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Mace and Crown | May 24, 2018

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The Normal Heart: Sometimes to Win a War, You Have to Start One

The Normal Heart: Sometimes to Win a War, You Have to Start One
Christina Marable
Contributing Writer

War could mean combat or murder, but in “The Normal Heart,” it means the fight against AIDS and HIV. Presented by the Starving Artists and Artists Against AIDS, the play ran three showings from March 18-19 at the University Theatre. “The Normal Heart” was directed by Connor Norton and written by Larry Kramer.

ODU’s adaptation of the play is based on the original, which had a largely successful Off-Broadway run at The Public Theater in 1985. “The Normal Heart” was revived in Los Angeles and London Off-Broadway in 2004. In 2011, it debuted on Broadway. In addition, a movie starring Mark Ruffalo was made in 2014.

The play is largely autobiographical and based on the life of Larry Kramer, an author, public health advocate and LGBT rights activist. He attempted suicide at Yale University because he felt like the only gay student on campus. This set him on his path to fight for gay people’s worth.

“Unlike other plays that I have performed in, this show was very political,” said Dexter Gore, who played the comic relief Tommy Boatwright in the play. “I had big shoes to fill. Many people after each show thanked myself and the rest of the cast for opening their eyes on the topics of HIV, AIDS and LGBTQIA+ culture. That alone made the experience of being in ‘The Normal Heart’ so special,” Gore said.

In addition to acting, Gore is a first year graduate student in the Master of Fine Arts program for Creative Writing, with a fiction concentration. He is also a graduate student assistant at the Office of Intercultural Relations.

“For me, directing this production of ‘The Normal Heart’ was telling the true story of an activist who can see the way the world can be,” director Connor Norton said.

“While the education and knowledge about the history of HIV/AIDS is great and important to be taught, let this also make waves to affect those who think about activists. The people posting angry and inflammatory Facebook posts all the time, the ones protesting in #BlackLivesMatter – they are giving more of themselves and their lives for the greater good than anyone will ever know,” Norton said.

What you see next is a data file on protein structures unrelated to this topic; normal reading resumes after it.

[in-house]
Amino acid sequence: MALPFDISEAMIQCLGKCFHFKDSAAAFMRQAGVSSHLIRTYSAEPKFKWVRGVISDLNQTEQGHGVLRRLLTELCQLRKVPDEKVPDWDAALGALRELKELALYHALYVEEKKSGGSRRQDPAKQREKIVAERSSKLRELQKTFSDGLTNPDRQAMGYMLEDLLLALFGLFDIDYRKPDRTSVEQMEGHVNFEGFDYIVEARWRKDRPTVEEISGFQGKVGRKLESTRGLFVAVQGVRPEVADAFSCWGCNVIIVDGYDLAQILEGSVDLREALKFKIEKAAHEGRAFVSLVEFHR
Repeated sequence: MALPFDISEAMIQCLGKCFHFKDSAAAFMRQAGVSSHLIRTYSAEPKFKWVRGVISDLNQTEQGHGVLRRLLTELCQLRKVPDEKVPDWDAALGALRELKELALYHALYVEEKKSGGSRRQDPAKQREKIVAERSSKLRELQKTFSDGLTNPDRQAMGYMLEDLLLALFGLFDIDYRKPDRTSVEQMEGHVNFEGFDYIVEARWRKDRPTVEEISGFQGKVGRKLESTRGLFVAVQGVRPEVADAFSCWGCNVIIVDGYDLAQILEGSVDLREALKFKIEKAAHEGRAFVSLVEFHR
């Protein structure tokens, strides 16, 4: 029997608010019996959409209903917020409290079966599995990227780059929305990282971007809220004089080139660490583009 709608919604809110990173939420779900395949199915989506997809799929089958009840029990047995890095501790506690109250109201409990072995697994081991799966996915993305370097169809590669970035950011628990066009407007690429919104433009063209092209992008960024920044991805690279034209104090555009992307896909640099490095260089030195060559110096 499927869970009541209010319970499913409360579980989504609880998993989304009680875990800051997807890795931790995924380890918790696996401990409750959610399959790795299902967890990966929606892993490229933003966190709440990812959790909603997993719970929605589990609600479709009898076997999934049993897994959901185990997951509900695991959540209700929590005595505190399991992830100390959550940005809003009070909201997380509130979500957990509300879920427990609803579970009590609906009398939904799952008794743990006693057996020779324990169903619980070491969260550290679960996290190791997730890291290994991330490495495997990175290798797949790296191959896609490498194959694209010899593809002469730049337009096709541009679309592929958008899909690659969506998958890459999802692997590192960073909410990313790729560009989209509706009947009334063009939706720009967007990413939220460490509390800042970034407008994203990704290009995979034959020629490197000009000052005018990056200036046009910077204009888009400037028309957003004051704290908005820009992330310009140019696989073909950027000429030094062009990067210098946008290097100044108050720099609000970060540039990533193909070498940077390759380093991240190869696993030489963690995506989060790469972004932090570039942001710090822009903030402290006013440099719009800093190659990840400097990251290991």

Norton played the main character Ned Weeks.

Set in the early 1980s in New York City, it focused on the rise of a mysterious and deadly disease that killed mostly gay men. Mainstream news media chose to ignore it, while the protagonist, author and activist Ned Weeks and his friends raised money, resources and awareness. Weeks visits his brother Ben, a lawyer, for help but only passively received help and is exposed to his homophobia.

Weeks formed a prominent HIV advocacy group to cope with the loss of his friends and raise awareness of the disease. However, he prefers loud and public confrontations to the calmer, more private strategies preferred by his colleagues and closeted lover Felix Turner. The differences in approaches led to tension within the group and threatened to undermine their goals.

Proceeds of the production will go to AIDS Access Care. Located in Norfolk, this nonprofit has provided programs and services to families impacted by HIV and AIDS in the Hampton Roads. These services include HIV medical case management, medication assistance and HIV prevention through education and testing.

For more information about the Starving Artists, please visit